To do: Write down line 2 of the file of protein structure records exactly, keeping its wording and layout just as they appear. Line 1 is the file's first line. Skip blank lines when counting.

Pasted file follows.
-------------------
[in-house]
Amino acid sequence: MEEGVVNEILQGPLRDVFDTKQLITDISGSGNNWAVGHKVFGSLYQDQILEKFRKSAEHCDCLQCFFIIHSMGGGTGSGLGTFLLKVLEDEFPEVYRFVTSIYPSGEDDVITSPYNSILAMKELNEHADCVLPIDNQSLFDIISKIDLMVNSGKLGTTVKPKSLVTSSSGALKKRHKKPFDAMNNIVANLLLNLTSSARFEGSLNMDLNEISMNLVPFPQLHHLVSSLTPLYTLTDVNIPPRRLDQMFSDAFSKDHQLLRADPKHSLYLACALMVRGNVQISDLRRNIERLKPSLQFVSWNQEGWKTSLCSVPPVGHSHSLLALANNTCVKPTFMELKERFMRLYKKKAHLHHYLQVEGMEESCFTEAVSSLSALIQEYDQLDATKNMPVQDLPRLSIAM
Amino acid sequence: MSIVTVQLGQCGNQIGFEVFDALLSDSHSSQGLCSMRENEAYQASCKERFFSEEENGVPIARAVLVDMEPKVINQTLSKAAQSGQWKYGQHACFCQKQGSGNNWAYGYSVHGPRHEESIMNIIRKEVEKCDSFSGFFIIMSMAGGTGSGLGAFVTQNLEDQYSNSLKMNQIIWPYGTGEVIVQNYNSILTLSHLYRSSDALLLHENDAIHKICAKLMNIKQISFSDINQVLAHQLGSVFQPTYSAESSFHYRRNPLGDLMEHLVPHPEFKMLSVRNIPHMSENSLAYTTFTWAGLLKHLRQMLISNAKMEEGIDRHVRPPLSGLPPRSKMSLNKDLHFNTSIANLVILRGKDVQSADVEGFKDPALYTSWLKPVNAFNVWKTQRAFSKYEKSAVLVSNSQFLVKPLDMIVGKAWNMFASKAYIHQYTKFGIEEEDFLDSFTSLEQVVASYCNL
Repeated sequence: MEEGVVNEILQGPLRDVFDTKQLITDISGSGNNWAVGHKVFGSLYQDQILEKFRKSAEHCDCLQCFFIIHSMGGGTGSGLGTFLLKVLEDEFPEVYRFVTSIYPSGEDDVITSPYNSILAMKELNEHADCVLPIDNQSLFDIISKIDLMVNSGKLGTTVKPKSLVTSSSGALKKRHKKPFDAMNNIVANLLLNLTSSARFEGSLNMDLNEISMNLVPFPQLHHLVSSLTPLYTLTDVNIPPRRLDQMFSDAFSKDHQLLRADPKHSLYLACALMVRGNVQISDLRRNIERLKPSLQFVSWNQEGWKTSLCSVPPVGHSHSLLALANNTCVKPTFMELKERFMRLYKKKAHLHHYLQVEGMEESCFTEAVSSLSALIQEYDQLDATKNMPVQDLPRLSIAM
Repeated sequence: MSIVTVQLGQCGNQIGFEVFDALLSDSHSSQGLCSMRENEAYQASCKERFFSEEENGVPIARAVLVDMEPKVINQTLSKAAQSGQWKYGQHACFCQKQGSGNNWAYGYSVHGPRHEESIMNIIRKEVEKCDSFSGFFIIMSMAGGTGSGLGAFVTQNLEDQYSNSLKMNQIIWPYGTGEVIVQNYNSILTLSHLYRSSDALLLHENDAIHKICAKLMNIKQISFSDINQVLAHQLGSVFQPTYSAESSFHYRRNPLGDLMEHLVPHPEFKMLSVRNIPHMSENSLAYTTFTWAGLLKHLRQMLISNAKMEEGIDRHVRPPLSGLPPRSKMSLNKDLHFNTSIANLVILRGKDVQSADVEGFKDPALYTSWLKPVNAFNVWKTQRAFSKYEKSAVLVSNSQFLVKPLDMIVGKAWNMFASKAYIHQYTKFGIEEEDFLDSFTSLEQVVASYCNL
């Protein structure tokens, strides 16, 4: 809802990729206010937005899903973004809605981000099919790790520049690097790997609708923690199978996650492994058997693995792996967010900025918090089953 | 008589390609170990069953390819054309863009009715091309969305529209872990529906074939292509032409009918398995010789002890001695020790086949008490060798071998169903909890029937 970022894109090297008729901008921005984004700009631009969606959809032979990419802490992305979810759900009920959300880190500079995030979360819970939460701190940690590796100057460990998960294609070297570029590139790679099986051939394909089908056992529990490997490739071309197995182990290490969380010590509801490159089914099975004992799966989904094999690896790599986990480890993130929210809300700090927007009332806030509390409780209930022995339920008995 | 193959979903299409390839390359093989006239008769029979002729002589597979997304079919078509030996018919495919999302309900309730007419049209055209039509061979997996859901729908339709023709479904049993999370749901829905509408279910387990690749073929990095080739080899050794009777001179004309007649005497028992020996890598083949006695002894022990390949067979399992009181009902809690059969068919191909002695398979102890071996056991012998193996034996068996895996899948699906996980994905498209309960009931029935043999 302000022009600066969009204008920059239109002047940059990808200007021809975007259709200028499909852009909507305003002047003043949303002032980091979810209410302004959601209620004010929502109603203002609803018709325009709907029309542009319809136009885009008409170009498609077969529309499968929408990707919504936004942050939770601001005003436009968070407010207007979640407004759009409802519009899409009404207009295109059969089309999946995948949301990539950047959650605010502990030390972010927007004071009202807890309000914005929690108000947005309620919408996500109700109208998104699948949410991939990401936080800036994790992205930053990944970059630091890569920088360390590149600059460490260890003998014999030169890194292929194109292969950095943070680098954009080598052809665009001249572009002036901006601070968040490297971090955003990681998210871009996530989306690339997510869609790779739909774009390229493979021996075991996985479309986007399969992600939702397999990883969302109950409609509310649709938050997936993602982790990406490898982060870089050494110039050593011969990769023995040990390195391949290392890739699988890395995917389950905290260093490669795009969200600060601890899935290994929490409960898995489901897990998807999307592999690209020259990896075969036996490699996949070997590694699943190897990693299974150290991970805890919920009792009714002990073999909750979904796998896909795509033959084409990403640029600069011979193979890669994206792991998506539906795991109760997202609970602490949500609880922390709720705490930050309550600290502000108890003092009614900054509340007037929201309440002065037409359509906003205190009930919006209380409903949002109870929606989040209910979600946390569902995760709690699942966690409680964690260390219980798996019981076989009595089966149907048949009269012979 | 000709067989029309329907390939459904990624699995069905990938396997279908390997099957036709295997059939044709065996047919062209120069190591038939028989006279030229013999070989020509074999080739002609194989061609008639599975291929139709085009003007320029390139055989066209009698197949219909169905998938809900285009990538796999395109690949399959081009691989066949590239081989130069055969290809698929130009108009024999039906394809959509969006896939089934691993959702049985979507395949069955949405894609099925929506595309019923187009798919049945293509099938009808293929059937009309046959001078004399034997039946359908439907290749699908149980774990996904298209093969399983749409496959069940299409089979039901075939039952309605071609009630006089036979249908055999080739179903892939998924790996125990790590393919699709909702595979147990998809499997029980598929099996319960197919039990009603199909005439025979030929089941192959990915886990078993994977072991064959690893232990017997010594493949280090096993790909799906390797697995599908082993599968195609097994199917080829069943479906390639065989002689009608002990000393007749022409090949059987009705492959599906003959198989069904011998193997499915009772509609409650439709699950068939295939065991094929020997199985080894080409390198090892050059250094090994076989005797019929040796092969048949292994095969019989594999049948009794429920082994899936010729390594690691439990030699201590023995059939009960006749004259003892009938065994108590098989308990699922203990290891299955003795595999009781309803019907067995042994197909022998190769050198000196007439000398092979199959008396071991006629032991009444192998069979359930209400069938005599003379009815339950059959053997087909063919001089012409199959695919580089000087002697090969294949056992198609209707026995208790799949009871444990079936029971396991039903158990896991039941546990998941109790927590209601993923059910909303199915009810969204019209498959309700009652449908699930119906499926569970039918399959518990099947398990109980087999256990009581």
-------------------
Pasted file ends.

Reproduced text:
Amino acid sequence: MEEGVVNEILQGPLRDVFDTKQLITDISGSGNNWAVGHKVFGSLYQDQILEKFRKSAEHCDCLQCFFIIHSMGGGTGSGLGTFLLKVLEDEFPEVYRFVTSIYPSGEDDVITSPYNSILAMKELNEHADCVLPIDNQSLFDIISKIDLMVNSGKLGTTVKPKSLVTSSSGALKKRHKKPFDAMNNIVANLLLNLTSSARFEGSLNMDLNEISMNLVPFPQLHHLVSSLTPLYTLTDVNIPPRRLDQMFSDAFSKDHQLLRADPKHSLYLACALMVRGNVQISDLRRNIERLKPSLQFVSWNQEGWKTSLCSVPPVGHSHSLLALANNTCVKPTFMELKERFMRLYKKKAHLHHYLQVEGMEESCFTEAVSSLSALIQEYDQLDATKNMPVQDLPRLSIAM